If you’re looking for reproducible empirical economic studies, check out my Shiny-powered search app at
(Recently the server was sometimes off-line, but most of the time you can use it.)
Most empirical analyses in economics are performed with Stata, but it is a great exercise for students to replicate parts in R, e.g. in form of an interactive RTutor problem set.
For this and other purposes, it is helpful if one can quickly look at the results of the Stata code in an article’s data and code supplement. For example, if many Stata commands throw errors due to missing data sets, one might want to pick another study for replication in R.
Thus, I’ve spent quite some time building a pipeline to automatically execute Stata code in data and code supplements and to make the results easily accessible.
For example, here you can see the Stata reproduction of Kranz and Puetz (AER, 2022). (Yeah, that is some blatant advertisement of the only article co-authored by me in the data base. But it just fits nicely to the theme: the link shows an automatic reproduction of a published comment replicating a meta study on p-hacking. The original meta study has an author who founded the Institute for Replication and the replication has an author who created a database that contains automatic reproductions of the replication, of the replicated meta study and of some studies studied in the meta study.) OK, let’s move on to a screenshot:
The reproduction includes HTML versions of the Stata do files, allowing you to click on each command and see the output. Graphical output is also displayed, as shown in the screenshot above.
Search results in my app indicate if an automatic Stata reproduction is available, and what percentage of commands ran without error:
(If it weren’t for the amazing work of the AEA Data Editor Lars Vilhuber and his team, in particular their efforts to push authors to improve their supplements, there would surely not be a 100% at the Stata reproduction of our comment. Lars’ Docker container set-up is also a key element of my reproduction pipeline.)
If you click on the link of a Stata reproduction, you’ll first see an overview page with information such as missing and existing data sets and the total run-time. The app also also allows to filter search results based on the Stata reproductions. Unfortunately, not all articles have automatic reproductions yet, as it takes a lot of time to run them. Also the pipeline is still work in progress, so some reproduction problems are due to limits and errors in my pipeline while the code in the supplement is perfectly fine.
For example, before running a do file, my pipeline injects and rewrites some code so that the output can be nicely extracted and operations like file path correction can be performed. For this purpose, I have written a rudimentary Stata parser that first transforms the code in a form that facilitates those code modifications. However, Stata can change inside a do file to another language called Mata, which would mess up my parser and code transformation. Sometimes I can handle those Mata blocks using a simple heuristic, but sometimes the use of Mata can cause problems for my pipeline and lead to reproduction errors. As not too many supplements use Mata, fixing this particular issue has not the highest priority, however.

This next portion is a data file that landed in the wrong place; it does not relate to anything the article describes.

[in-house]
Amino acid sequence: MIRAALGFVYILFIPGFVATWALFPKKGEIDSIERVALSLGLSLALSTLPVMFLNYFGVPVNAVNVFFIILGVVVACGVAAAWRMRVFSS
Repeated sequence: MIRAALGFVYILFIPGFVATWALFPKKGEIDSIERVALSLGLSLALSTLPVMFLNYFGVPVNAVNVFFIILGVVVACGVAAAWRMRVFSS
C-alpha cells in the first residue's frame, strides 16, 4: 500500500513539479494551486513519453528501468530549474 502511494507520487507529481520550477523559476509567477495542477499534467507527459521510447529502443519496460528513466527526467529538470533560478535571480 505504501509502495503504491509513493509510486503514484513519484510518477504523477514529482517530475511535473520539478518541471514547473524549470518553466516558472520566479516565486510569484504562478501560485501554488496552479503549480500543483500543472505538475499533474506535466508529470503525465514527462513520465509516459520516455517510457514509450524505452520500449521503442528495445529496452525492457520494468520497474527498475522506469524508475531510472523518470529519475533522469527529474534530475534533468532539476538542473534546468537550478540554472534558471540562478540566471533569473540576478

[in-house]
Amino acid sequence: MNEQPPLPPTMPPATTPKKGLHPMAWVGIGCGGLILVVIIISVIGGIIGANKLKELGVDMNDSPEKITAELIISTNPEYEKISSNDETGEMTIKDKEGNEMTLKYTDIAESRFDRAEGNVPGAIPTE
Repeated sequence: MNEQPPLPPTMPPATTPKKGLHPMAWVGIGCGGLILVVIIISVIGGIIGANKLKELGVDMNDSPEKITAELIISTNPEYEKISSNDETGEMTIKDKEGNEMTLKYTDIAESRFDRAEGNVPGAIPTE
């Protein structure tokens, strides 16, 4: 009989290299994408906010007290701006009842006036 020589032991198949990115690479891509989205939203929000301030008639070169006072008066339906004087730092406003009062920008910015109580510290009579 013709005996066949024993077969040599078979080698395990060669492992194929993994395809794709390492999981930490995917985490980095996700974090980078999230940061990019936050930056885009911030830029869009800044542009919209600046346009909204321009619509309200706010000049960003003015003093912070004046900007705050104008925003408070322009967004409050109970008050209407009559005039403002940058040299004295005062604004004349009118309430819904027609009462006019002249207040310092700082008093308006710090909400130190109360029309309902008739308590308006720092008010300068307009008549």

There are further plans (and some drafts for funding applications), like making the reproduction systematically extract regression results, map them to regression tables in the PDFs of the published articles, and store everything in a data base to facilitate meta studies. Of course, automatically running the R code in supplements is also on the list.
At the end let us add an automatic replication of this blog post. I asked ChatGPT to rewrite the text above as a pop ballad…
Verse 1: If you're searching for the truth In economic studies, youth Check out my Shiny-powered app You'll find what you're looking for, snap Chorus: My search engine's got your back With reproducible facts Empirical studies in sight Just follow the link, make it right Verse 2: Stata's the tool of the trade But replication's a game to be played With R, it's a great exercise To see the errors and the results rise Chorus: My search engine's got your back With reproducible facts Empirical studies in sight Just follow the link, make it right Bridge: I've spent time building a pipeline To execute Stata code in no time The results are easy to find Just search and you'll see, it's all fine Outro: Not all articles are there yet But with time, we'll not forget To run them all, it takes a while But it's worth it, with a smile.